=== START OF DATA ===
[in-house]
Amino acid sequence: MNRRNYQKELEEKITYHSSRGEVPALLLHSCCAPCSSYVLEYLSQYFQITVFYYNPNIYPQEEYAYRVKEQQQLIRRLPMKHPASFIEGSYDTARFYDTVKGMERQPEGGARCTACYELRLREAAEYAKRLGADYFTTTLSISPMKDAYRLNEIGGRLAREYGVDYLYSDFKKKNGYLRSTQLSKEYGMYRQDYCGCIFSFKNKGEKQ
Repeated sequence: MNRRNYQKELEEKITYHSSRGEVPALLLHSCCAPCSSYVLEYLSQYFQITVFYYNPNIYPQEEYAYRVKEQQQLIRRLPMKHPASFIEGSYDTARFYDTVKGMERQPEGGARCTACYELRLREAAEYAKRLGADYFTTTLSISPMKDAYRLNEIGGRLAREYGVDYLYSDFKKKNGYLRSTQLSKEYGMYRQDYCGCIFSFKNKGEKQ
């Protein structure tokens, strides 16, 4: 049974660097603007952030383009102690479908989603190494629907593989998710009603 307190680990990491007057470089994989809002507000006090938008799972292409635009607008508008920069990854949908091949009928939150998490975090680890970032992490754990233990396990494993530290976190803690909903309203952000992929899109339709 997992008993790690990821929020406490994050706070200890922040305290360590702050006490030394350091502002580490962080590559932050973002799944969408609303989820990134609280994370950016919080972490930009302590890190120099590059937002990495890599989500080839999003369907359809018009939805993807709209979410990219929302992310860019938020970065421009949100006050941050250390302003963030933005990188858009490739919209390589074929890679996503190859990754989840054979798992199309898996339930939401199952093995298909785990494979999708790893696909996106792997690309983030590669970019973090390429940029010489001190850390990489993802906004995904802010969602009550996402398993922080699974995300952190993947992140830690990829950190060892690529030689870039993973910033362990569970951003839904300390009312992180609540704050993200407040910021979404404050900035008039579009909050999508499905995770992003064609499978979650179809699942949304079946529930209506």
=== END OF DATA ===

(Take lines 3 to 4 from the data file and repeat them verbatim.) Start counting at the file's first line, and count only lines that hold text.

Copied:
Repeated sequence: MNRRNYQKELEEKITYHSSRGEVPALLLHSCCAPCSSYVLEYLSQYFQITVFYYNPNIYPQEEYAYRVKEQQQLIRRLPMKHPASFIEGSYDTARFYDTVKGMERQPEGGARCTACYELRLREAAEYAKRLGADYFTTTLSISPMKDAYRLNEIGGRLAREYGVDYLYSDFKKKNGYLRSTQLSKEYGMYRQDYCGCIFSFKNKGEKQ
């Protein structure tokens, strides 16, 4: 049974660097603007952030383009102690479908989603190494629907593989998710009603 307190680990990491007057470089994989809002507000006090938008799972292409635009607008508008920069990854949908091949009928939150998490975090680890970032992490754990233990396990494993530290976190803690909903309203952000992929899109339709 997992008993790690990821929020406490994050706070200890922040305290360590702050006490030394350091502002580490962080590559932050973002799944969408609303989820990134609280994370950016919080972490930009302590890190120099590059937002990495890599989500080839999003369907359809018009939805993807709209979410990219929302992310860019938020970065421009949100006050941050250390302003963030933005990188858009490739919209390589074929890679996503190859990754989840054979798992199309898996339930939401199952093995298909785990494979999708790893696909996106792997690309983030590669970019973090390429940029010489001190850390990489993802906004995904802010969602009550996402398993922080699974995300952190993947992140830690990829950190060892690529030689870039993973910033362990569970951003839904300390009312992180609540704050993200407040910021979404404050900035008039579009909050999508499905995770992003064609499978979650179809699942949304079946529930209506």